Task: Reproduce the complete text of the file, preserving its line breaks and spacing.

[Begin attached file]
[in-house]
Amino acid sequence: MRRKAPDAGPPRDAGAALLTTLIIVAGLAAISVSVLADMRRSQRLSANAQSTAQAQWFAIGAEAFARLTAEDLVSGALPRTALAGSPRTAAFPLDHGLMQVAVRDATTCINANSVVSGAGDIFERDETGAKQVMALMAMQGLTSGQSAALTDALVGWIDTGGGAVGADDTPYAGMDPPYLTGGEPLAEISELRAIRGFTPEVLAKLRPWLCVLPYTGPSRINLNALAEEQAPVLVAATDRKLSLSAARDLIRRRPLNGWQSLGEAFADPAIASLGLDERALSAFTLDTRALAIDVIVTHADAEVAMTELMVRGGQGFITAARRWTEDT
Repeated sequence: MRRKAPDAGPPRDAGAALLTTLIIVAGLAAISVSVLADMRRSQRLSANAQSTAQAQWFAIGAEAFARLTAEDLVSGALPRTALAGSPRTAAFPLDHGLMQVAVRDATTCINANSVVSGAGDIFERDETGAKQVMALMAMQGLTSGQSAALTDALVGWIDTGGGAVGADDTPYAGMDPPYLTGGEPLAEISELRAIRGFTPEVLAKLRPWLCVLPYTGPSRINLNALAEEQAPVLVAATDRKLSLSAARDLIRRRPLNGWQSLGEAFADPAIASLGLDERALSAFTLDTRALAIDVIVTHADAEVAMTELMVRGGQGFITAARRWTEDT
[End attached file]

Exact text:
[in-house]
Amino acid sequence: MRRKAPDAGPPRDAGAALLTTLIIVAGLAAISVSVLADMRRSQRLSANAQSTAQAQWFAIGAEAFARLTAEDLVSGALPRTALAGSPRTAAFPLDHGLMQVAVRDATTCINANSVVSGAGDIFERDETGAKQVMALMAMQGLTSGQSAALTDALVGWIDTGGGAVGADDTPYAGMDPPYLTGGEPLAEISELRAIRGFTPEVLAKLRPWLCVLPYTGPSRINLNALAEEQAPVLVAATDRKLSLSAARDLIRRRPLNGWQSLGEAFADPAIASLGLDERALSAFTLDTRALAIDVIVTHADAEVAMTELMVRGGQGFITAARRWTEDT
Repeated sequence: MRRKAPDAGPPRDAGAALLTTLIIVAGLAAISVSVLADMRRSQRLSANAQSTAQAQWFAIGAEAFARLTAEDLVSGALPRTALAGSPRTAAFPLDHGLMQVAVRDATTCINANSVVSGAGDIFERDETGAKQVMALMAMQGLTSGQSAALTDALVGWIDTGGGAVGADDTPYAGMDPPYLTGGEPLAEISELRAIRGFTPEVLAKLRPWLCVLPYTGPSRINLNALAEEQAPVLVAATDRKLSLSAARDLIRRRPLNGWQSLGEAFADPAIASLGLDERALSAFTLDTRALAIDVIVTHADAEVAMTELMVRGGQGFITAARRWTEDT